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Kimberly Larmond

Kimber has been drawing and illustrating since her first box of crayons. She has always been an Artist even from a young age, with slight variations: A Painter, a Cartoonist, an Animator, a Sculptor, a Graphic Designer and an Illustrator.

After graduating from a secondary school specializing in the arts, she graduated from Mohawk College of Applied Arts and Technology, in Graphic Design. Her most recent position being a Designer with a progressive studio in Guelph, Ontario. At night, she freelances with commissioned illustrations of varied subjects.

“My name is Kimberly Larmond, a graphic designer and illustrator. I have been mulling around the idea of creating animated shorts. However, I have been a bit reluctant to undertake this task in After Effects, as it seems monumental. I stumbled across CrazyTalk Animator 3, and I was flabbergasted!” –  Kimberly Larmond

Q: Hello Kimberly, and welcome to our Reallusion Feature Stories. Please share a bit about yourself and your background. 

Thank you kindly for interviewing me  please, my friends call me Kimber.

I’m originally from Hamilton, Ontario (Go Ti-Cats!) I can’t remember a time when I didn’t want to draw. I always knew from a young age that I wanted to be an artist. I was lucky to attend a high school that specialized in the arts, where I earned credit in subjects like photography, drawing and painting, commercial and consumer design as well as arts and crafts. Later, I went to college to study Graphic Design and went on to start my career.

I’ve been a professional Graphic Designer & Illustrator since 1994, and at most times held a full-time job while freelancing on my own time. I really enjoy making things, and I enjoy what I do. I also really like cheeseburgers with onions, motorcycles, bull terriers and the colour blue.

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Q: Your artwork is fantastic. You’ve created everything from caricatures of coworkers, to stylized motorbikes, to very short film animations, and even published artwork in magazines. Where do you get your inspiration?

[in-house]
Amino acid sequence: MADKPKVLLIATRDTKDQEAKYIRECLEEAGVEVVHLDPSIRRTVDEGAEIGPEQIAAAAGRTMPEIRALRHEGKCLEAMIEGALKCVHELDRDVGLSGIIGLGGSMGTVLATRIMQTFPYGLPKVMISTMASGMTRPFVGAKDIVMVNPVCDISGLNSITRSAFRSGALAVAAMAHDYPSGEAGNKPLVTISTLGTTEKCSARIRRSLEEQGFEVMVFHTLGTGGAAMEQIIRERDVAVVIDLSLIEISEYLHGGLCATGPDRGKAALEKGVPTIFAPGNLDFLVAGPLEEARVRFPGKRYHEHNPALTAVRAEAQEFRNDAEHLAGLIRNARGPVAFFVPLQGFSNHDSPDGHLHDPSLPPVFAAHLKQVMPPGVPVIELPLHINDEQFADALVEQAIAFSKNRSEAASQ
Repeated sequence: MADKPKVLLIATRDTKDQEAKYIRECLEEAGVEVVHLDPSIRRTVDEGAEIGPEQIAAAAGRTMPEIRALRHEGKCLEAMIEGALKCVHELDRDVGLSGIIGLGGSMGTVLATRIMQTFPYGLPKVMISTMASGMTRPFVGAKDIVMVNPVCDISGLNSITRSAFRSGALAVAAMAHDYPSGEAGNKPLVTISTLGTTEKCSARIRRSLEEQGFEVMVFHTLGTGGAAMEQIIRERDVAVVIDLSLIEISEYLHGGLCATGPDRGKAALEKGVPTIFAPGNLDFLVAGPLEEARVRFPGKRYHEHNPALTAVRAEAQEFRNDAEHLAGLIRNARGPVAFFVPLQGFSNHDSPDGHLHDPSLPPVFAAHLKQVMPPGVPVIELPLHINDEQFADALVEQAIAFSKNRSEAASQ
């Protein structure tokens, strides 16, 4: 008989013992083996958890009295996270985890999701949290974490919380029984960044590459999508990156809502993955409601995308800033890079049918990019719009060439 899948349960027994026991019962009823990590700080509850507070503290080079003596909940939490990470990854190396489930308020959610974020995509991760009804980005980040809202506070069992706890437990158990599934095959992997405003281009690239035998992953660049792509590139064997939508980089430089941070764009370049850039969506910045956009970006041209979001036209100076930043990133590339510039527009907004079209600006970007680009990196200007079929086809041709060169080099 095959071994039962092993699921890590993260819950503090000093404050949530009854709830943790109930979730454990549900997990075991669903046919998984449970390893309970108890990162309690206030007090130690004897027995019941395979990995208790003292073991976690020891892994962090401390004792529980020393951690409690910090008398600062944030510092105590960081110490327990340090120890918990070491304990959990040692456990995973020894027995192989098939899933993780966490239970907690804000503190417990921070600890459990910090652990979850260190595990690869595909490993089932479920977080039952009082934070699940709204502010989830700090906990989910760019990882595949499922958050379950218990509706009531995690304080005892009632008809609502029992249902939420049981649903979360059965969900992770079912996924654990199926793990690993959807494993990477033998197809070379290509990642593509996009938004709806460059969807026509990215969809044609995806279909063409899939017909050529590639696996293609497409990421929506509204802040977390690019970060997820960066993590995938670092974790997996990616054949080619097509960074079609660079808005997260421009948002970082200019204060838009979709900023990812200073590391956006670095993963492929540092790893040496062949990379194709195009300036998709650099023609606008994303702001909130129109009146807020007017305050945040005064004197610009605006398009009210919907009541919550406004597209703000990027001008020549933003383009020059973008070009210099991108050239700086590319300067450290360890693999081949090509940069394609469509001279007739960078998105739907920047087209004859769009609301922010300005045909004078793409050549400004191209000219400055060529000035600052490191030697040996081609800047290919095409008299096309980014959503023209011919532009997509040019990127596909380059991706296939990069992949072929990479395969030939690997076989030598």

Thank you. At my job, I usually have firm instructions as to what I need to create, but I do try to stamp my own fingerprint on it. When it comes to my personal projects and freelance work, I’m inspired by pretty much whatever strikes my fancy. I might have heard a joke, or a particular song or piece of music that might set me off and get me scribbling.

Ordinary, everyday objects might get me thinking of ideas  like one time I turned a mailbox at night into a gargoyle, and a crumpled sock into a rabbit king. My pets inspire me with their antics. I am also inspired by Science Fiction, Horror and Dark Fantasy.

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Q: In your work you use tools like Adobe Illustrator, Adobe Photoshop, and Corel Painter. When you create an artwork, what is your main process when using these tools? 

I’ve never really thought about the process, as it’s really just the way I get things done. If I were to walk you through it, it might go something like this: Every project, illustration or design starts as an idea, then I try to squeeze that idea out of my head through the end of a pencil. Yup, I’m old-school, and I love to scribble on paper. My plethora of notebooks and sketchbooks can attest to that. Once I have something I like, I then choose the software I’m going to use.

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Lately, most of my work has been done in Illustrator, with some postwork in Photoshop. I’ll scan, or take a photo of my sketch(es) and use them as a template to start drawing in Illustrator. I’m a little chaotic when I create, and I’m not afraid of using many, many layers to achieve the looks I want.